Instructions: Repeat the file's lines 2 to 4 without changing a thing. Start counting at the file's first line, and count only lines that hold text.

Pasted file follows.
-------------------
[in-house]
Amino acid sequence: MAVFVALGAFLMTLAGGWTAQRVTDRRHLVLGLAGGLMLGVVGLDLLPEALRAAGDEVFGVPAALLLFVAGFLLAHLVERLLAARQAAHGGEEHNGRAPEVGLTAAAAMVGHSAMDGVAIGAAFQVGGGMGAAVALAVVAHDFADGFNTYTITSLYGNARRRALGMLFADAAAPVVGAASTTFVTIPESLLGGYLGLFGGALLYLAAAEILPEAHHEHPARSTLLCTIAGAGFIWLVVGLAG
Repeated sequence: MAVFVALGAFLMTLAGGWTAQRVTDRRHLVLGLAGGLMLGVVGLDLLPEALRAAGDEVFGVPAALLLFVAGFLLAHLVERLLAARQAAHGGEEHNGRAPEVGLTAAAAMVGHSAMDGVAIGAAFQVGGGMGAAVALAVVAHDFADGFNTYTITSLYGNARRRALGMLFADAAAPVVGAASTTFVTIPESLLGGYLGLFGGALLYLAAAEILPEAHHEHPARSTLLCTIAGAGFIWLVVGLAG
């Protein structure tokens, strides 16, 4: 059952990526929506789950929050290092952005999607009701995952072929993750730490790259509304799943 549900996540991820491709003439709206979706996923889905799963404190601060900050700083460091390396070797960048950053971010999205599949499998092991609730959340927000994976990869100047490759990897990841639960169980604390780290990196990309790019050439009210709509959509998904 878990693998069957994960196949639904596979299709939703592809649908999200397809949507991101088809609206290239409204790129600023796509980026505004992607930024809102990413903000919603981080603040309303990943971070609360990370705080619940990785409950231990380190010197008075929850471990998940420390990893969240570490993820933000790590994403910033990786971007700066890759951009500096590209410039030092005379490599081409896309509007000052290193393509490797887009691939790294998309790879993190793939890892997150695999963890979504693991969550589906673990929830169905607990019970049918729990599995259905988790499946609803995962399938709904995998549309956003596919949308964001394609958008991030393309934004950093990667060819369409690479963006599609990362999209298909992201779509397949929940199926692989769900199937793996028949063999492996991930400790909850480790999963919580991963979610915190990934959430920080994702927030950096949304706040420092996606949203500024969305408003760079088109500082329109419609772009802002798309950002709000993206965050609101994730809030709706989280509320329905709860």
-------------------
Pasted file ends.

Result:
Amino acid sequence: MAVFVALGAFLMTLAGGWTAQRVTDRRHLVLGLAGGLMLGVVGLDLLPEALRAAGDEVFGVPAALLLFVAGFLLAHLVERLLAARQAAHGGEEHNGRAPEVGLTAAAAMVGHSAMDGVAIGAAFQVGGGMGAAVALAVVAHDFADGFNTYTITSLYGNARRRALGMLFADAAAPVVGAASTTFVTIPESLLGGYLGLFGGALLYLAAAEILPEAHHEHPARSTLLCTIAGAGFIWLVVGLAG
Repeated sequence: MAVFVALGAFLMTLAGGWTAQRVTDRRHLVLGLAGGLMLGVVGLDLLPEALRAAGDEVFGVPAALLLFVAGFLLAHLVERLLAARQAAHGGEEHNGRAPEVGLTAAAAMVGHSAMDGVAIGAAFQVGGGMGAAVALAVVAHDFADGFNTYTITSLYGNARRRALGMLFADAAAPVVGAASTTFVTIPESLLGGYLGLFGGALLYLAAAEILPEAHHEHPARSTLLCTIAGAGFIWLVVGLAG
């Protein structure tokens, strides 16, 4: 059952990526929506789950929050290092952005999607009701995952072929993750730490790259509304799943 549900996540991820491709003439709206979706996923889905799963404190601060900050700083460091390396070797960048950053971010999205599949499998092991609730959340927000994976990869100047490759990897990841639960169980604390780290990196990309790019050439009210709509959509998904 878990693998069957994960196949639904596979299709939703592809649908999200397809949507991101088809609206290239409204790129600023796509980026505004992607930024809102990413903000919603981080603040309303990943971070609360990370705080619940990785409950231990380190010197008075929850471990998940420390990893969240570490993820933000790590994403910033990786971007700066890759951009500096590209410039030092005379490599081409896309509007000052290193393509490797887009691939790294998309790879993190793939890892997150695999963890979504693991969550589906673990929830169905607990019970049918729990599995259905988790499946609803995962399938709904995998549309956003596919949308964001394609958008991030393309934004950093990667060819369409690479963006599609990362999209298909992201779509397949929940199926692989769900199937793996028949063999492996991930400790909850480790999963919580991963979610915190990934959430920080994702927030950096949304706040420092996606949203500024969305408003760079088109500082329109419609772009802002798309950002709000993206965050609101994730809030709706989280509320329905709860």